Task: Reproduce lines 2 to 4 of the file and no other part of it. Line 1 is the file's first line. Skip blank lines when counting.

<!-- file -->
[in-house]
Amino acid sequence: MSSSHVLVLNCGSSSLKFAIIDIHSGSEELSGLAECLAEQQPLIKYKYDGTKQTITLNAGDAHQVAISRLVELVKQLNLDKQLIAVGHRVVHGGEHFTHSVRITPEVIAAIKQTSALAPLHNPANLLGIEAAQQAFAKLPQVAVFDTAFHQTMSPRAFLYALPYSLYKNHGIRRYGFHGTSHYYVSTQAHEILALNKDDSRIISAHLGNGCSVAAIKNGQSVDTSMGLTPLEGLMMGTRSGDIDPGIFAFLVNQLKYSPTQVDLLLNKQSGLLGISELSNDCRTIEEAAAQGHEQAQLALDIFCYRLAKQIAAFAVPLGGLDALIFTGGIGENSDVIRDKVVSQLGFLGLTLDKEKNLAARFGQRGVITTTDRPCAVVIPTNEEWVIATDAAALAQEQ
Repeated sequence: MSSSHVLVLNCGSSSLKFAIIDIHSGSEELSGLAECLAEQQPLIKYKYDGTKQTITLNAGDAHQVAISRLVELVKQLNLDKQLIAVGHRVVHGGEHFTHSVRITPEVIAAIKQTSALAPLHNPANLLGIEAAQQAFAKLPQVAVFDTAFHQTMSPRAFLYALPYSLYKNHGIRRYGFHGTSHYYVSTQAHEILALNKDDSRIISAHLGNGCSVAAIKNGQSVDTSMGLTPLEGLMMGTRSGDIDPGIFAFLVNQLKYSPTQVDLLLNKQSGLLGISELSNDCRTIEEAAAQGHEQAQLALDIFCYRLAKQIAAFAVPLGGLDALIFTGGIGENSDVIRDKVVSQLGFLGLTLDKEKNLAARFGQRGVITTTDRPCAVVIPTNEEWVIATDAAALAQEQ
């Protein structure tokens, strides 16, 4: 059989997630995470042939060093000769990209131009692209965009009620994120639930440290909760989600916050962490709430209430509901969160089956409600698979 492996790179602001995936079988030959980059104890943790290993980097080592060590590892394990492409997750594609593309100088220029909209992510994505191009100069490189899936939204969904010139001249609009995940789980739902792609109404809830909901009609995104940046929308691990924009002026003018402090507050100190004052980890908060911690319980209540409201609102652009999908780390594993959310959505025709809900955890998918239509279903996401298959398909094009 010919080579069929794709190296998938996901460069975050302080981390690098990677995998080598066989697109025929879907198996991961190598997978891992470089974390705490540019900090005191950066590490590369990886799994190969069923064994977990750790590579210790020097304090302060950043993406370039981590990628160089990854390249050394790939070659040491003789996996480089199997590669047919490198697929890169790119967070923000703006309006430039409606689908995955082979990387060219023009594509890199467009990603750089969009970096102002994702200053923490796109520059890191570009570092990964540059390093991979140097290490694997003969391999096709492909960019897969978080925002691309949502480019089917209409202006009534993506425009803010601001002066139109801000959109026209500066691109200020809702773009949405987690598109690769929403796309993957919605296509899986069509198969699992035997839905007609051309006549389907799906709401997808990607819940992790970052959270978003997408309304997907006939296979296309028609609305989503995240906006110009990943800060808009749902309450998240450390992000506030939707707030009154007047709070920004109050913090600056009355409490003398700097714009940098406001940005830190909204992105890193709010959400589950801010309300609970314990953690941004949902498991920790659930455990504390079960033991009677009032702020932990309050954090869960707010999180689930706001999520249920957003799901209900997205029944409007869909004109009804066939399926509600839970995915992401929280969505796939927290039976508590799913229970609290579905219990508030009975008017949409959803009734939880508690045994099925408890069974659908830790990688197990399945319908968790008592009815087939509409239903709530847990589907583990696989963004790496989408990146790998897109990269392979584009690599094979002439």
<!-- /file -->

Amino acid sequence: MSSSHVLVLNCGSSSLKFAIIDIHSGSEELSGLAECLAEQQPLIKYKYDGTKQTITLNAGDAHQVAISRLVELVKQLNLDKQLIAVGHRVVHGGEHFTHSVRITPEVIAAIKQTSALAPLHNPANLLGIEAAQQAFAKLPQVAVFDTAFHQTMSPRAFLYALPYSLYKNHGIRRYGFHGTSHYYVSTQAHEILALNKDDSRIISAHLGNGCSVAAIKNGQSVDTSMGLTPLEGLMMGTRSGDIDPGIFAFLVNQLKYSPTQVDLLLNKQSGLLGISELSNDCRTIEEAAAQGHEQAQLALDIFCYRLAKQIAAFAVPLGGLDALIFTGGIGENSDVIRDKVVSQLGFLGLTLDKEKNLAARFGQRGVITTTDRPCAVVIPTNEEWVIATDAAALAQEQ
Repeated sequence: MSSSHVLVLNCGSSSLKFAIIDIHSGSEELSGLAECLAEQQPLIKYKYDGTKQTITLNAGDAHQVAISRLVELVKQLNLDKQLIAVGHRVVHGGEHFTHSVRITPEVIAAIKQTSALAPLHNPANLLGIEAAQQAFAKLPQVAVFDTAFHQTMSPRAFLYALPYSLYKNHGIRRYGFHGTSHYYVSTQAHEILALNKDDSRIISAHLGNGCSVAAIKNGQSVDTSMGLTPLEGLMMGTRSGDIDPGIFAFLVNQLKYSPTQVDLLLNKQSGLLGISELSNDCRTIEEAAAQGHEQAQLALDIFCYRLAKQIAAFAVPLGGLDALIFTGGIGENSDVIRDKVVSQLGFLGLTLDKEKNLAARFGQRGVITTTDRPCAVVIPTNEEWVIATDAAALAQEQ
């Protein structure tokens, strides 16, 4: 059989997630995470042939060093000769990209131009692209965009009620994120639930440290909760989600916050962490709430209430509901969160089956409600698979 492996790179602001995936079988030959980059104890943790290993980097080592060590590892394990492409997750594609593309100088220029909209992510994505191009100069490189899936939204969904010139001249609009995940789980739902792609109404809830909901009609995104940046929308691990924009002026003018402090507050100190004052980890908060911690319980209540409201609102652009999908780390594993959310959505025709809900955890998918239509279903996401298959398909094009 010919080579069929794709190296998938996901460069975050302080981390690098990677995998080598066989697109025929879907198996991961190598997978891992470089974390705490540019900090005191950066590490590369990886799994190969069923064994977990750790590579210790020097304090302060950043993406370039981590990628160089990854390249050394790939070659040491003789996996480089199997590669047919490198697929890169790119967070923000703006309006430039409606689908995955082979990387060219023009594509890199467009990603750089969009970096102002994702200053923490796109520059890191570009570092990964540059390093991979140097290490694997003969391999096709492909960019897969978080925002691309949502480019089917209409202006009534993506425009803010601001002066139109801000959109026209500066691109200020809702773009949405987690598109690769929403796309993957919605296509899986069509198969699992035997839905007609051309006549389907799906709401997808990607819940992790970052959270978003997408309304997907006939296979296309028609609305989503995240906006110009990943800060808009749902309450998240450390992000506030939707707030009154007047709070920004109050913090600056009355409490003398700097714009940098406001940005830190909204992105890193709010959400589950801010309300609970314990953690941004949902498991920790659930455990504390079960033991009677009032702020932990309050954090869960707010999180689930706001999520249920957003799901209900997205029944409007869909004109009804066939399926509600839970995915992401929280969505796939927290039976508590799913229970609290579905219990508030009975008017949409959803009734939880508690045994099925408890069974659908830790990688197990399945319908968790008592009815087939509409239903709530847990589907583990696989963004790496989408990146790998897109990269392979584009690599094979002439």